While advertisers may have spun “it’s a steal” into a sales pitch we are all too familiar with, if you’re not careful in the world of private sales that may be exactly what you get.
Gumtree is one of the most well-known classifieds site with its primary purposes allowing people to buy and sell from each other. Whilst this gives tens of thousands of people the freedom to sell unwanted property they’ve gotten over the years, it’s increasingly becoming a quick and easier way for criminals to turn their ill-gotten gains into cash.
The Criminal Code makes it illegal to possess any stolen or unlawful property, or to receive stolen property, however there is one key component. The charges around this issue hinge upon your knowledge of where the property came from and how it came into the seller’s possession.
A little knowledge is a dangerous thing
So what kind of knowledge puts you in peril of criminal charges? There are two standards you can be held to: actual knowledge, and reasonable suspicion.
Reasonable suspicion means that you aren’t certain the items lawfully belong to the seller. Putting this into practice, if you took a step back and looked at all the circumstances and you believe there’s a chance the property is not theirs to sell, you have a reasonable suspicion.
Actual knowledge goes one step further and means that you are aware that the property you’re buying has been stolen or otherwise obtained illegally. This doesn’t necessarily mean you know the actual offence that was committed to get the item in the first place, just that it isn’t lawfully owned by the seller.
The difference between the two is fine, but it’s very important. If you have actual knowledge the property you’re buying was unlawfully obtained and the crime committed to obtain the property was serious, you can be charged with receiving stolen property. This bears a maximum penalty of 14 years imprisonment and must be dealt with in the District Court.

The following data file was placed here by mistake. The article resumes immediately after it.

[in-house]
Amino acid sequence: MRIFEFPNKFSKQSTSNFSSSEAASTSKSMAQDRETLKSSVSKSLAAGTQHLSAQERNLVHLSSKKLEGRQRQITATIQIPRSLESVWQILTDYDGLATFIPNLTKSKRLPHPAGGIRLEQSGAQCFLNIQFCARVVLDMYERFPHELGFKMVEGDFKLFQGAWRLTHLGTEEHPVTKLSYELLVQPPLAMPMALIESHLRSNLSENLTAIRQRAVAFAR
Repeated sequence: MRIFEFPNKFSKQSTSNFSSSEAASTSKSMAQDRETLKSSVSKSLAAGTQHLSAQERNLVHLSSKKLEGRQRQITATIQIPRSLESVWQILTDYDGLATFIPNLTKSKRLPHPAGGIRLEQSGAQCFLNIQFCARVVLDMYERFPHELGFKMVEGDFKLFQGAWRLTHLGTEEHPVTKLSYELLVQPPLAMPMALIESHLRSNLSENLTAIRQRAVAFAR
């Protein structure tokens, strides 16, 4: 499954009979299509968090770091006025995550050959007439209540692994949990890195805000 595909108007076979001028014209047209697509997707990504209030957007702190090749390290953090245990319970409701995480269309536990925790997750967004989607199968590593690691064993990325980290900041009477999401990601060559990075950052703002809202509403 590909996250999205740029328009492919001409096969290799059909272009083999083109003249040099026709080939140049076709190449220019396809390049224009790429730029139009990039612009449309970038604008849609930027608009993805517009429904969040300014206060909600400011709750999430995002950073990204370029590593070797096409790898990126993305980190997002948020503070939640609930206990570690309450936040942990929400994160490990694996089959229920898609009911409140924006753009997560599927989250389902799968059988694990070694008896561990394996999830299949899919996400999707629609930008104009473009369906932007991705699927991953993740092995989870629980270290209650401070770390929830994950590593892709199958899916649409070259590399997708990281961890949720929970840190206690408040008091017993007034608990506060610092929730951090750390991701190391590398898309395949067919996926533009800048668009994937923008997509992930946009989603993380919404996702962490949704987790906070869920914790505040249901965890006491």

In circumstances where you only have a reasonable suspicion the property is unlawfully obtained but buy it anyway, you can be charged with possession of stolen or unlawfully obtained property. The maximum penalty is seven years imprisonment if heard in the District Court, but can be heard in the Magistrates Court where the maximum penalties are two years imprisonment and a fine of $24,000.00.
If a little knowledge can be dangerous, in this case more knowledge can be the solution. The best way to avoid coming into the possession of stolen property is to arm yourself with as much information as you can. Ask the buyer as many questions as you need to be certain you’re not being loaded up with stolen goods. Things you can do to protect yourself include:
- Request proof of purchase;
- Inspect the item for any markings indicating ownership and make sure they match with the seller;
- If the property is normally registered with a governing body, check those records beforehand;
- If the seller is acting on behalf of the property owner:
- ask if you can speak with the owner; or
- request a note signed and dated including the name of the seller and a description of the property to be sold;
Most importantly, when buying through pages like Gumtree or similar platforms look at the big picture and consider all the circumstances. If something about the sale, the property, or the seller seems “off”, it is far safer to look elsewhere than to gamble with a chance of a criminal record, fines or even imprisonment.
Most of us have a habit of researching what we want to buy and scour reviews for the best product and the best price. When buying privately it’s important to be just as careful with whom we buy from because, unlike your local stores, there is little protecting you if things go wrong.
Always investigate private purchases carefully and never go into a sale with lingering doubts. If you’re not sure about something, ask, and if that doesn’t get rid of the doubts it’s always smartest to walk away.
The contents of this blog post are considered accurate as at the date of publication. However the applicable laws may be subject to change, thereby affecting the accuracy of the article. The information contained in this blog post is of a general nature only and is not specific to anyone’s personal circumstances. Please seek legal advice before acting on any of the information contained in this post.